So many of our members early on became mask makers. Some sewing by hand, some working for hours after their regular jobs, some converting their slowed-down businesses into mask manufacture, some joining up with calls to action from individual leaders or town organizations. Making masks for frontline workers, who were so short of them at the start. Masks for anyone they worried about, particularly older people but even for my family, so people could go shopping safely. Many of you did that work, to help bridge the weeks it took for an entire industry to get up and running.
At our best as a society scientists and technicians and engineers, and the companies and universities and labs that organize them, have been working nonstop on lifesaving discovery and creation and manufacture and distribution on a huge scale. At our best as a society, we reengineered a system for holding democratic elections, and cried out against continuing racial injustice even as we cried out about everything. At our best, our elected representatives to the Congress in a poisonous political environment worked several times to come to the aid of all of us in massive ways.
Here in the wilderness of New Hampshire, our shul built its new mishkan out of everything we had. We have our Betzalels and their teams-- our tech designers and operators, our Zoom supervisors, our people who know their way around a soundboard and a camera and networking equipment. We have our Aharons and other equivalents to the Kohanim and Levi’im, who organize and lead our services so we could do far more than go through the motions. These things we do, to interact and hear each other and see each other, to create a live service from so many locations -- it’s amazing and I’m proud that we’re toward the forefront. We have our Miryams, who provide inspiration and joy, every week through singing and over coffee and yarn, and cooking and Torah and Hebrew language for adults and for children.
We have been building a mishkan out of things we have. Our fabrics and threads and animals skins include our wires and plexiglass and donated monitors. And of course the money contributed toward this mishkan, the Temple itself. At a time of economic contraction, the synagogue has been stable and we just raised the most money from the Purim baskets we ever have. Incredibly, new people have joined the congregation since a year ago today.
And if I might say something about the Moshe’s, the rabbis. Not just me, but the rabbis of congregations all over North America and the clergy of Greater Nashua who have drawn so close to each other. A year ago, I thought that innovators in American Jewish life were leaving synagogue jobs or never even thinking of coming to work in shuls, all of them off starting their own ventures to do Jewish learning or spirituality. It turns out there are at least a few hundred of us, talking the same language and inventing the same things in parallel, sending around the concept papers and how-to guides, asking each other over and over what do our congregants need, how can we do more than just hold the line. I have personally met at least a dozen amazing colleagues through this grassroots work, people who you’ll never read about in the Times of Israel or the Forward, amazing partners and teachers. All of us know it’s not about the techniques, it’s not about preserving the shuls and our jobs -- it’s about taking care of you.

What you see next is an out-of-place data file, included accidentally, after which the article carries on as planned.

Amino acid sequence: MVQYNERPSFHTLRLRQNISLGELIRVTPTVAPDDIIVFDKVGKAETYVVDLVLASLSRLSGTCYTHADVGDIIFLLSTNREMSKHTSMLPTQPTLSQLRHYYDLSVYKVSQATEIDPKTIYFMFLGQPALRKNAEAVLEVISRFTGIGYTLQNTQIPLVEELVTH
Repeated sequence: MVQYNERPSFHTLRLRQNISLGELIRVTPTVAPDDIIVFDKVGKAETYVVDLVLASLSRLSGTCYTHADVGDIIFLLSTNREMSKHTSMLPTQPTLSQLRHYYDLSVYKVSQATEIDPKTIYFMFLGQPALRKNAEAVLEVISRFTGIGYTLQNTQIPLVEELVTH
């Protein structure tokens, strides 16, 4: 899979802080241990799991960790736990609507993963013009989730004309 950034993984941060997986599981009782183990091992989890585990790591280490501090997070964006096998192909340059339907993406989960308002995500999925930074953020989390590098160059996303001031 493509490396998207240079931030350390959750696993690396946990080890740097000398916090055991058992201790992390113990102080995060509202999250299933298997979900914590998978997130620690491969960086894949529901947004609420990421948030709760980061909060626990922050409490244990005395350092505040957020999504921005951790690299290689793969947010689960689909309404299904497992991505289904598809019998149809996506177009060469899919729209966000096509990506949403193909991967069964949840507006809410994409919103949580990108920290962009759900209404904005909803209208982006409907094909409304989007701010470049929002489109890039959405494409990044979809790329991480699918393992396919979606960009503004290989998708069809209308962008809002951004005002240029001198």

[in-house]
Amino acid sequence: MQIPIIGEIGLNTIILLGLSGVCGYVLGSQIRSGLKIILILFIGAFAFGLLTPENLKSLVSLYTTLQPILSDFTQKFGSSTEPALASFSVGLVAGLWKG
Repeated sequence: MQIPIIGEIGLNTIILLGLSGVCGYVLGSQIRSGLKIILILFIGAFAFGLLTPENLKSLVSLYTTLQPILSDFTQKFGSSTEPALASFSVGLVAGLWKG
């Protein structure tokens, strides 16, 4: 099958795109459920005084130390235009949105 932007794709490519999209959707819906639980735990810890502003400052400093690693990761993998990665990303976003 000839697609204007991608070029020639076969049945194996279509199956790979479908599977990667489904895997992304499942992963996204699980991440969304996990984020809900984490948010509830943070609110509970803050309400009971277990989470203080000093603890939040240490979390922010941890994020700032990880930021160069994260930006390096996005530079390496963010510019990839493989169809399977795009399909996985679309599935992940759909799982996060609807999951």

The pandemic has challenged the practice of Judaism and the reality of Jewish community. I haven’t been in a hospital or an assisted living place or a nursing home, or even inside a shiva home, in this past year. I made that decision with other clergy in town all at once. That was the hardest thing to decide a year ago, and holding back from you at hard times has been the most awful part of my year personally as a rabbi.
We decided, consciously, to change the character of our relationship to computers in the shul on Shabbat. It is absolutely the right decision but it doesn’t work for everyone. Our second or third Shabbat morning on Zoom something was wrong with the setup or people didn’t have the right link, and as I led services by myself I was also checking e-mails and texts from people right here on the bimah. Now we’ll decide what it means to integrate technology into Shabbat the way a previous generation integrated the automobile. Most of all in services, we just miss each others’ voices and spiritual energy.
I have joked occasionally that there is a warehouse somewhere full of all the gefilte fish and pastries that have not been eaten in our shul and other shuls for a year. There was an article a couple months ago in The Atlantic about the loss of Kiddush, the time after services. Actually the word “Kiddush” never appears in the article by Amanda Mull about the loss in our lives of the people we don’t have a good name for -- the relationships of standing around together after services or sitting at a table, deciding to talk for a minute or five or for an hour just on the spot. The conversations that aren’t prearranged but just happen, the intergenerational moments, the moments that breathe with volume and quiet, with interruptions and not just turn-taking, where people sit down and get up in the middle and come back later. A community is supposed to be a place where connections and conversations don’t only take place when they are scheduled or work-oriented or agenda-driven. The loss of Kiddush is profound, the loss of Shabbat dinners and Shabbat lunches and holy days together too.